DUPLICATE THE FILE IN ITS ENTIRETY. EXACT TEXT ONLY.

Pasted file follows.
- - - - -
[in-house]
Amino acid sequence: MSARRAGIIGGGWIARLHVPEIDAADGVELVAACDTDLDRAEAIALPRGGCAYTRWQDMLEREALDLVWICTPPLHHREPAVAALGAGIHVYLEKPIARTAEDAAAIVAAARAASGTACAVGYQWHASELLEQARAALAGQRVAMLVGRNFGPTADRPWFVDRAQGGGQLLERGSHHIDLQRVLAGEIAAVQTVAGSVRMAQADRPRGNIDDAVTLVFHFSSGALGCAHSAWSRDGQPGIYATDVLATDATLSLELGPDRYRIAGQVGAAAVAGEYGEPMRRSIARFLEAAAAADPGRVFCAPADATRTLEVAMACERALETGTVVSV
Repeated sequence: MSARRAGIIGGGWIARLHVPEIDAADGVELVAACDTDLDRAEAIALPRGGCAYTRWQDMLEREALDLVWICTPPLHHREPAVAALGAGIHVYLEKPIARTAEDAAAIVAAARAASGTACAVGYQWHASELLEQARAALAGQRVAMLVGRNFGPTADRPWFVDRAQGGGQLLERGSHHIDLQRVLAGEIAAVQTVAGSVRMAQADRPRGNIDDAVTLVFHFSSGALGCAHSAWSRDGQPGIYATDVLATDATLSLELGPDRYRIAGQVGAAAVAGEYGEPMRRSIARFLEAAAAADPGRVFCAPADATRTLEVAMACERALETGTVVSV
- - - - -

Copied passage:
[in-house]
Amino acid sequence: MSARRAGIIGGGWIARLHVPEIDAADGVELVAACDTDLDRAEAIALPRGGCAYTRWQDMLEREALDLVWICTPPLHHREPAVAALGAGIHVYLEKPIARTAEDAAAIVAAARAASGTACAVGYQWHASELLEQARAALAGQRVAMLVGRNFGPTADRPWFVDRAQGGGQLLERGSHHIDLQRVLAGEIAAVQTVAGSVRMAQADRPRGNIDDAVTLVFHFSSGALGCAHSAWSRDGQPGIYATDVLATDATLSLELGPDRYRIAGQVGAAAVAGEYGEPMRRSIARFLEAAAAADPGRVFCAPADATRTLEVAMACERALETGTVVSV
Repeated sequence: MSARRAGIIGGGWIARLHVPEIDAADGVELVAACDTDLDRAEAIALPRGGCAYTRWQDMLEREALDLVWICTPPLHHREPAVAALGAGIHVYLEKPIARTAEDAAAIVAAARAASGTACAVGYQWHASELLEQARAALAGQRVAMLVGRNFGPTADRPWFVDRAQGGGQLLERGSHHIDLQRVLAGEIAAVQTVAGSVRMAQADRPRGNIDDAVTLVFHFSSGALGCAHSAWSRDGQPGIYATDVLATDATLSLELGPDRYRIAGQVGAAAVAGEYGEPMRRSIARFLEAAAAADPGRVFCAPADATRTLEVAMACERALETGTVVSV